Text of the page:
In the 2018-19 survey we have responded to feedback and have introduced questions that explore the specific attitudes and behavioural skills associated with stakeholder engagement. Our intention is to see which of these capabilities have most impact on business results created through category management.

We have also extended the questions about the technical skills required to create and implement category strategies. These include business requirements development, mapping technology changes, identifying market dynamics and understanding how to apply a range of relevant value levers.

For category managers, the survey and report provides a summary of the key skills that they will require as go-to-market activities get automated and the focus on category strategies intensifies.

Immediate Benchmarking

A new feature in this year’s survey is the ability to give participants instant feedback of their own performance against the other results submitted. For larger organisations, there is also the possibility to create reports focused just on that organisation – from a variety of respondents.

We believe that this survey gives a lot of value back to the category management community, and we’re hoping that a record number of people will support this edition. If you’ve any questions or comments please let me know. Also, please forward this blog to any members of your network that would benefit from participation and the benchmarking assessment.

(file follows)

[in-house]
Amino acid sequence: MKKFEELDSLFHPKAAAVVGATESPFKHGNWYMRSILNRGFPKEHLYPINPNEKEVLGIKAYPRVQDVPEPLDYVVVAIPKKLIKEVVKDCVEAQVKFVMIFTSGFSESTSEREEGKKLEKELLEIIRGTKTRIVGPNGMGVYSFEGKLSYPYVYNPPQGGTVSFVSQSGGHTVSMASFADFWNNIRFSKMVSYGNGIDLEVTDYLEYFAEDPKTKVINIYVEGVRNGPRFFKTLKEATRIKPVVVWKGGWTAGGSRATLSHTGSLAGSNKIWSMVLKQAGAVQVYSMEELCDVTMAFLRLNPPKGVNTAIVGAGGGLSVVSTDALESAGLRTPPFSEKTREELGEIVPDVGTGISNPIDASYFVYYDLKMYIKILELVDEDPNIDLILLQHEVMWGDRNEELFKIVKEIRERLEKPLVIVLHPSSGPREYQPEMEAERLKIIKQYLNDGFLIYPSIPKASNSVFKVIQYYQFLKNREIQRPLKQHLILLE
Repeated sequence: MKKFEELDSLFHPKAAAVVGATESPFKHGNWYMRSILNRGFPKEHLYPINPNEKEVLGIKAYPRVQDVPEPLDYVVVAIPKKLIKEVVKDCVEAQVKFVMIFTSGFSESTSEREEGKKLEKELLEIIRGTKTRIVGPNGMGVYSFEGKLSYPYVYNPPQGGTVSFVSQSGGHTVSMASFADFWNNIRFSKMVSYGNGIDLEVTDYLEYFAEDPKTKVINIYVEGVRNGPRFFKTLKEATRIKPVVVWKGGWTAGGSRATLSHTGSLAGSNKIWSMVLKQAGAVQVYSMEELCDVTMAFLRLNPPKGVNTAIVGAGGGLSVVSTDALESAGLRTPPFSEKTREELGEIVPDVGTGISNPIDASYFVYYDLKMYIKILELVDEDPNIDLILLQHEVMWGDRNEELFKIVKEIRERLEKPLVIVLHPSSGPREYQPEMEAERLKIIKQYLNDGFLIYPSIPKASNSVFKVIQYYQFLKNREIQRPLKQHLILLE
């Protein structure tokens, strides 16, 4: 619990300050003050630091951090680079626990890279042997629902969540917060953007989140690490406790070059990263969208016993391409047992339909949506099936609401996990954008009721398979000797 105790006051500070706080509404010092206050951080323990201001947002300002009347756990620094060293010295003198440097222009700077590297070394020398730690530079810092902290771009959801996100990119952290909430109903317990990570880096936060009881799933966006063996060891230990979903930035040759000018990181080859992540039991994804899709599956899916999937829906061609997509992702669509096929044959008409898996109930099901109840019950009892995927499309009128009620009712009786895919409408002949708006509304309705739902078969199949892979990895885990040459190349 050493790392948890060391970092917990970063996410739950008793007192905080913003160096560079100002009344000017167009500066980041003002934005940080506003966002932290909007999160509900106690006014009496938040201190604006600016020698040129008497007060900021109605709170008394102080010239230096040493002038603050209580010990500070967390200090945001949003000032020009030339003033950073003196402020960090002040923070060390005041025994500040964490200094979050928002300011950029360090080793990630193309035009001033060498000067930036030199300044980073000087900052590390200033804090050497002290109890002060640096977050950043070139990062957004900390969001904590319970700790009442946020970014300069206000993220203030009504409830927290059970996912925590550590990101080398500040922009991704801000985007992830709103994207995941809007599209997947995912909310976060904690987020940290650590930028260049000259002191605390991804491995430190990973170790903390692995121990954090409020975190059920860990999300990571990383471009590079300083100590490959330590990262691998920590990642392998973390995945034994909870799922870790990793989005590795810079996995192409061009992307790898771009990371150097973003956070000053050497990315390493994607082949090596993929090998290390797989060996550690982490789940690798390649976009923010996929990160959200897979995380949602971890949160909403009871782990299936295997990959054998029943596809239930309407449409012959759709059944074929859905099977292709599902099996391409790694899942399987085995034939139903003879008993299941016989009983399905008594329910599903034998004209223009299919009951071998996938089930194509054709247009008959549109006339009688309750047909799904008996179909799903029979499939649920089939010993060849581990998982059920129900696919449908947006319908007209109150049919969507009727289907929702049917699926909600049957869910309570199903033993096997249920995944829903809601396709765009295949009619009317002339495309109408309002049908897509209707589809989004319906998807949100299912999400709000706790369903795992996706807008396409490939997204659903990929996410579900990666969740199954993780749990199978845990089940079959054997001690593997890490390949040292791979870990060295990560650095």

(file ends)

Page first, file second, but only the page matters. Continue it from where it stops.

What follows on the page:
Procurement Isn’t Lighting Up The World…Yet

“Procurement itself – let’s face it – isn’t going to light the world currently, but I believe it will be the new instrument in 2030 to change the world.” – Olinga Taeed, Visiting Professor in Blockchain at Birmingham City University

As we hurtle towards the new year, you might be starting to look ahead and reflect on your personal and professional development goals.

But why wait until January 1st to put your plans into action?

Next week, we’ll be addressing a huge range of critical areas for procurement and supply chain professionals at Big Ideas Zurich.

And, for the first time ever, we’ll be filming and streaming the entire day’s event via the Digital Delegates group on Procurious.

If there was ever a time to register for one of our summits, it’s now. Featuring presentations and interviews from some of Europe’s top procurement leaders, we’ll be discussing procurement and supply management towards 2030, the future of talent, automation, blockchain, diversity and so much more.

Check out our teaser trailers below for a little sneak peak of what’s to come.